Motorcycles in a museum…on purpose!

Over the weekend, my wife and I were anxious to host my parents in our new home.  We’ve been living there for a few months now, and are mostly settled in, so we were anxious to show off our new digs.  Unfortunately, things didn’t turn out as planned, and my parents were forced to cancel their travel plans.  *Cue the depressing violin music.*  Sadness, I know.  We were disappointed, but that’s how things go sometimes. 

Not only were we excited about hosting family in our house, but we were also looking forward to showing them the town.  We have lived in Indiana for my entire life, but their familiarity with Indianapolis is non-existent.  I was looking forward to driving them around downtown, by Lucas Oil Stadium, Victory Field, Bankers Life Fieldhouse (formerly Canseco Fieldhouse), Butler University, the capital building, around Circle Center, and maybe even a short stroll on the canal.  The city really does have a LOT to offer. 

Fortunately enough, it also turns out that the Eiteljorg Museum of American Indians and Western Art is presenting quite an interesting exhibit for bikers and motorcycle enthusiasts called Steel Ponies for the duration of the summer.  That description not only suits me, but my Pops as well, so I was really looking forward to gawking at some amazing machines with him.  Since my parents were unable to make it, my wife and I decided to go ahead and check out the display on our own, and boy am I glad we did!

The exhibit opened up with a classic Indian motorcycle greeting you as you walk into the entrance along with “Born To Be Wild” by Steppenwolf playing over the sound system.  (Totally not joking – what an awesome museum!)  The first turn leads you right into a 1902 Indian – one of the first American motorcycles ever built!

1902 Indian - Original American motorcycle

After perusing some other timeless classics on display from Indian, Harley Davidson, and some lesser known American manufacturers, I couldn’t contain my excitement.  Out of the corner of my eye, I spotted what we came to see from across the museum – the Captain America chopper from Easy Rider!  Not only that, but other leading bikes from the big screen were displayed right there with it, from Marlon Brando’s “The Wild One” and Peter Fonda’s “The Wild Angels.”

Bikes of the big screen

As I turned around with my eyes wide open in awe, my jaw dropped and my mouth was suddenly just as wide as my eyes when I saw two stunt bikes from Cookie Crum, and the ever-famous, Evel Knievel!  Cookie Crum was known as the Queen of the Hell Drivers as well as the Queen of the Daredevils.  She blazed a trail that many men would be scared to death of, riding around a wooden ring, horizontal to the ground below.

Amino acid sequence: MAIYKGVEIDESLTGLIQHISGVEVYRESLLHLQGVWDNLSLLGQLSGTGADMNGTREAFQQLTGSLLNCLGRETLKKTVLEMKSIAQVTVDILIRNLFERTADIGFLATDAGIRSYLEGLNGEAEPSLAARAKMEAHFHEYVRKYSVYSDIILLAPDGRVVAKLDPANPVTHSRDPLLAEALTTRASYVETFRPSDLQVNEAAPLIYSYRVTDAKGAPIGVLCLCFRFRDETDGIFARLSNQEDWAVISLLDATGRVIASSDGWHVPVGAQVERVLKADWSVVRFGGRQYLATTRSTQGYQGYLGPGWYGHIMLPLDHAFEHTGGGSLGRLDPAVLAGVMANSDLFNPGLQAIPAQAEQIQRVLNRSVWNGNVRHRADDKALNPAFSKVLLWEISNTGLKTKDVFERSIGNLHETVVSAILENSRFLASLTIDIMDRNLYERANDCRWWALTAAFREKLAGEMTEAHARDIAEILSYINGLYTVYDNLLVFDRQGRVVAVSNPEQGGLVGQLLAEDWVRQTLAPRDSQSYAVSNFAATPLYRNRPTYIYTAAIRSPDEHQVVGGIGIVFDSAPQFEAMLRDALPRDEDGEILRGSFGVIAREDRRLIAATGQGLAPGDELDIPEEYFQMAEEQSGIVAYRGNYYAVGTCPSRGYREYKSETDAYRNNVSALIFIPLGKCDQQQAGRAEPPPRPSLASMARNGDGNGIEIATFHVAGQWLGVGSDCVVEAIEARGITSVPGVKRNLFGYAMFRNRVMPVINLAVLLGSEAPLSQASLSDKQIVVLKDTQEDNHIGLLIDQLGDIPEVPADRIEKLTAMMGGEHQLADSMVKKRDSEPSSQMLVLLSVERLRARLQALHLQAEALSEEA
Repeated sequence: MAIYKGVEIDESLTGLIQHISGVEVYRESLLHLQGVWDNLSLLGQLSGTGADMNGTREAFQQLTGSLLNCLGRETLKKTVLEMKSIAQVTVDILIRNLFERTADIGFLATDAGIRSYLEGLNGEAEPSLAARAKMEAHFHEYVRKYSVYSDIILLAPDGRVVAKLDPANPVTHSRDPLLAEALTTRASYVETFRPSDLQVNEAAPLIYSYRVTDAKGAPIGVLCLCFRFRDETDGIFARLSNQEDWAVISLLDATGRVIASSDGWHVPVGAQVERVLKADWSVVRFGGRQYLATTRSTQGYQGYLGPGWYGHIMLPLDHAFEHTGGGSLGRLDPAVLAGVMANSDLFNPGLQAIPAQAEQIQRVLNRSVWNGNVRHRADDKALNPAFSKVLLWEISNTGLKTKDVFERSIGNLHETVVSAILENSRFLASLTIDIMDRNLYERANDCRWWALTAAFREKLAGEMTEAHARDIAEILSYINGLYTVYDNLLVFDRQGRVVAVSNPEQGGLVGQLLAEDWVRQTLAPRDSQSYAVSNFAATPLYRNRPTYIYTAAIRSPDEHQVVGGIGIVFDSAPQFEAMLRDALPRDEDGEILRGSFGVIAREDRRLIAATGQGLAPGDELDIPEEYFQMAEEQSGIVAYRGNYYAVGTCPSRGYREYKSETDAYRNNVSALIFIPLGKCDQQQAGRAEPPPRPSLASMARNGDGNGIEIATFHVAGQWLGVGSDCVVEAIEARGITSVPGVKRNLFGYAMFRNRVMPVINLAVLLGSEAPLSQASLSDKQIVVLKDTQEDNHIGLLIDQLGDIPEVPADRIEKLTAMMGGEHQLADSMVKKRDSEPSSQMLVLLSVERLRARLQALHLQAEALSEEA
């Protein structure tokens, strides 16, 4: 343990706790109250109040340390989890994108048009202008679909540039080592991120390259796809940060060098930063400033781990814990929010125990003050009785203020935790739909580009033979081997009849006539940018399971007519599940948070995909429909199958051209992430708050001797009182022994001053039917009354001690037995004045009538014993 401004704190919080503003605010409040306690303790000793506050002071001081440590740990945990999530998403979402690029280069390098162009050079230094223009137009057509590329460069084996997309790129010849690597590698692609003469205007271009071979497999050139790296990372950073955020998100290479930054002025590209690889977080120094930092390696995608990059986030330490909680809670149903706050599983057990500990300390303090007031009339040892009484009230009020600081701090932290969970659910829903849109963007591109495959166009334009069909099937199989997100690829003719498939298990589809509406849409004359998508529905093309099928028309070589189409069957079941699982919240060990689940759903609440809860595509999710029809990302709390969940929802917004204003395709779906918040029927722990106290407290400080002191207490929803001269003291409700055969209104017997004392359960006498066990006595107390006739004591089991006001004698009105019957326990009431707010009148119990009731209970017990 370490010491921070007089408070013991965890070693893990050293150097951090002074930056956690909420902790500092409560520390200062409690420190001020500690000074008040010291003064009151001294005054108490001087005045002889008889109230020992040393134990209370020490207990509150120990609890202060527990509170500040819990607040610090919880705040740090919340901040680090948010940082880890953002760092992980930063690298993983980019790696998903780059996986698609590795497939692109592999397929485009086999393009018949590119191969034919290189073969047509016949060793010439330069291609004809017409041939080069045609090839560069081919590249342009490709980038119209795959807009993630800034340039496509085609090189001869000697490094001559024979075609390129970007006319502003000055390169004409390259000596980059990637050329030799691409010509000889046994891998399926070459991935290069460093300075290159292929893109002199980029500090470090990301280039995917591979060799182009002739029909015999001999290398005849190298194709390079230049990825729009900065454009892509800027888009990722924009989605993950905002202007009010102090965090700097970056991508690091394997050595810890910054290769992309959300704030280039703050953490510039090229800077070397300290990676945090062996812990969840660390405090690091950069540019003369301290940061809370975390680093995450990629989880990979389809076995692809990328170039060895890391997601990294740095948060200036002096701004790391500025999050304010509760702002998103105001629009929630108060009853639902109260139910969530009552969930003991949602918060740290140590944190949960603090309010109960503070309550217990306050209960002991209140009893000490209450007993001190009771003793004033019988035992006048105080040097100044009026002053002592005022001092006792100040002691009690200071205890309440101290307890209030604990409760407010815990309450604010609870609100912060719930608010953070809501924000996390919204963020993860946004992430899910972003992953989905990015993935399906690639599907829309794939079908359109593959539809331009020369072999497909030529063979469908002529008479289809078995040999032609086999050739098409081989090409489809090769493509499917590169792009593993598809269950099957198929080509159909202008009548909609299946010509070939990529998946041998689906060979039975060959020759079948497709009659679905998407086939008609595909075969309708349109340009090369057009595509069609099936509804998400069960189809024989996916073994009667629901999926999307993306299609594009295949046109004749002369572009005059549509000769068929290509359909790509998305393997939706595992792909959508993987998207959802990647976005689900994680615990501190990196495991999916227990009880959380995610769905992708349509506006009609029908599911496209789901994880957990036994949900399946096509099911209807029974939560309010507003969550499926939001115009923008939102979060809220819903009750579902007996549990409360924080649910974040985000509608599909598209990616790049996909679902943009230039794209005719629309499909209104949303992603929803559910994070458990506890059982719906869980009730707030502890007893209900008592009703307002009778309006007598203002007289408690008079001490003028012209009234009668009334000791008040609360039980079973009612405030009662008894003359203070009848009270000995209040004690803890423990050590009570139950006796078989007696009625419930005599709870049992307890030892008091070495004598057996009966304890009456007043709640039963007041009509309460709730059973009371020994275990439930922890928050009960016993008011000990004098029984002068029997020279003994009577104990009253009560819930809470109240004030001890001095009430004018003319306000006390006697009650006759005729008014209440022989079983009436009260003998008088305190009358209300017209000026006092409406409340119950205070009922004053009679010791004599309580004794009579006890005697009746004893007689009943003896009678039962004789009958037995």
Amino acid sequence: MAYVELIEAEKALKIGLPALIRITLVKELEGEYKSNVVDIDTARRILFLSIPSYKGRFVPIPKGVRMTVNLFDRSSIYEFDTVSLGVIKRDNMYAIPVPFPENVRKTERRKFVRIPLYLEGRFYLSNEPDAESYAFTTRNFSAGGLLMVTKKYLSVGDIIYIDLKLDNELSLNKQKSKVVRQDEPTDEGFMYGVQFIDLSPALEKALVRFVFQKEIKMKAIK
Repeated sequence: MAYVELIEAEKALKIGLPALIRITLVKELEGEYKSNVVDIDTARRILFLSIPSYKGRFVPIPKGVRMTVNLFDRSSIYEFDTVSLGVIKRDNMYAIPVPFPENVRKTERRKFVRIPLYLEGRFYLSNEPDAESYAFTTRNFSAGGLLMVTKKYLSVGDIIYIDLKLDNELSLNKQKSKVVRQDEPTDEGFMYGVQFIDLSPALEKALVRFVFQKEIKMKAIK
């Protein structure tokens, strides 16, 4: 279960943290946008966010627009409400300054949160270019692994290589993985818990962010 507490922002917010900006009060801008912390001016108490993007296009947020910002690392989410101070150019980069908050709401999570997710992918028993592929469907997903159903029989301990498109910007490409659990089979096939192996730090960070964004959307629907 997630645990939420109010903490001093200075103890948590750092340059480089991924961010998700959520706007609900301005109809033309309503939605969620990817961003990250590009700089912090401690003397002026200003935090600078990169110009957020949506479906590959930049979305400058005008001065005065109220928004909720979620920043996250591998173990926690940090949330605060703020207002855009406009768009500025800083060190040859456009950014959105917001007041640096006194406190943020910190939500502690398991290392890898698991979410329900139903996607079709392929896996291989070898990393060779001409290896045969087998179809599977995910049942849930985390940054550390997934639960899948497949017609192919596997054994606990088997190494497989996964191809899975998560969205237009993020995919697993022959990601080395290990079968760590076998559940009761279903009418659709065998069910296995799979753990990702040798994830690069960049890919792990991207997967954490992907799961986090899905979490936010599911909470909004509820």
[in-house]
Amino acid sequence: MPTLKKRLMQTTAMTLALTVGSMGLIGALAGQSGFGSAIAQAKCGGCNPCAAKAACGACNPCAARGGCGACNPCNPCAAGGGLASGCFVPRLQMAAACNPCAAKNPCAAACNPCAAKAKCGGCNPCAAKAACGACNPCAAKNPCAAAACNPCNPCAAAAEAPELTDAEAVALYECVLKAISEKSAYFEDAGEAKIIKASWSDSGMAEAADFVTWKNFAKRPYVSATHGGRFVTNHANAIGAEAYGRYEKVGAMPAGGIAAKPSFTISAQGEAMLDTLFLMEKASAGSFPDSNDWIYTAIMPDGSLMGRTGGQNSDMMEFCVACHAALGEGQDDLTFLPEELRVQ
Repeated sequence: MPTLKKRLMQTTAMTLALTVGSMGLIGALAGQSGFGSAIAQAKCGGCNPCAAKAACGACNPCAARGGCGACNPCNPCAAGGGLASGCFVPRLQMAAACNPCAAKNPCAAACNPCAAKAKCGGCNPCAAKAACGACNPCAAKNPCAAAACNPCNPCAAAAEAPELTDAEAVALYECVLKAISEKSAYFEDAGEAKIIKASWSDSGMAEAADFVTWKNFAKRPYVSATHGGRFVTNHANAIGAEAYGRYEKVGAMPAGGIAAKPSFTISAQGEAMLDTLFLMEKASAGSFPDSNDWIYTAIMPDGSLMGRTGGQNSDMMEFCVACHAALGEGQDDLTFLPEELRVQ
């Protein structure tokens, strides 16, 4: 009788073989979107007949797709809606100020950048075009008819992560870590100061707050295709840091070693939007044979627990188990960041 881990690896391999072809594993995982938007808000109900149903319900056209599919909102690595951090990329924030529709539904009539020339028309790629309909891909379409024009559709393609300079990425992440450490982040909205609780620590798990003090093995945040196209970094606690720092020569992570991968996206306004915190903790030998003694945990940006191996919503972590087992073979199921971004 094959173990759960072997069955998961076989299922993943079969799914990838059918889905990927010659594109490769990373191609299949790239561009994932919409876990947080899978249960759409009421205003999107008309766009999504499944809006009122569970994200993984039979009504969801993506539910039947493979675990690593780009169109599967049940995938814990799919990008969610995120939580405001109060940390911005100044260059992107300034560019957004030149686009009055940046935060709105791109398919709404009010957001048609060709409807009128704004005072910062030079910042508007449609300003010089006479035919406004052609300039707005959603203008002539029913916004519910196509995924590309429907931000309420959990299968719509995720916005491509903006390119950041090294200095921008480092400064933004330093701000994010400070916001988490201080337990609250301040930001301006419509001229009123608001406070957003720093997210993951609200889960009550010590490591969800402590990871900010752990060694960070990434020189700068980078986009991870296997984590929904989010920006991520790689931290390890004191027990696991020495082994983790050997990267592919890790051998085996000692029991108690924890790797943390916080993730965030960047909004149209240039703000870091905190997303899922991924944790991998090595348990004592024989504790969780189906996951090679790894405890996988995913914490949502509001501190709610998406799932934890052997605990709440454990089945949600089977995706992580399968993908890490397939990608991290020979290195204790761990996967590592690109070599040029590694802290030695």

Cookie Crum's stunt bike

As a kid, Evel Knievel was the closest thing you could get to a real-life superhero.  He was flashy, brave, daring (obviously), and more than a little crazy.  To stand 2 feet from a bike that he rode to successfully complete stunt jumps was quite a feeling.  The quote painted on the wall behind the bike was equally fitting to the display.

“I guess I thought I was Elvis Presley but I’ll tell ya something.  All Elvis did was stand on a stage and play a guitar.  He never fell off that stage at no 80 miles per hour.” – Evel Knievel

Evel Knievel's stunt bike

Beyond this portion of the exhibit were a few bikes featured on the silver screen.  My wife was drawn to the Chippewa Nation bike that was built by Orange County Choppers and was featured on the show American Chopper.  But even more important, was a mechanical masterpiece built by none other than Arlen Ness – “Untouchable.”

"Untouchable" - built by none other than Arlen Ness

I don’t only show these pictures to make you jealous (but you can bet that’s part of it!), I’m writing this blog to encourage you to get out and explore your surroundings.  Find out what’s going on in your area that beats going to a movie theater.  Discover something different and out of the norm…maybe even a little unusual.  Who would’ve guessed than a Native American museum would house such beauties as these?  Luckily, I did.  So get to it, and let me know what you find!

Thank you, that is all.


2 responses to “Motorcycles in a museum…on purpose!

  • Angie Peterson

    I’m not even kidding, earlier this week I had this train of thought (You will see how my mind digresses) ~ As I was behind a motorcycle pulling up to a light and I thought about the bumper stickers that are kind of popular now, “Start seeing motorcycles.” And then somehow I went to “who came up with the idea of putting a motor on a bicycle?” and I really thought of what the first motorcycle looked like! I am not a motorcyclist, but this exhibit looks interesting.
    Also, in the state of Illinois, did you know that a motorcyclist can procede through a red light if no traffic is coming after waiting “a reasonable amount of time”?

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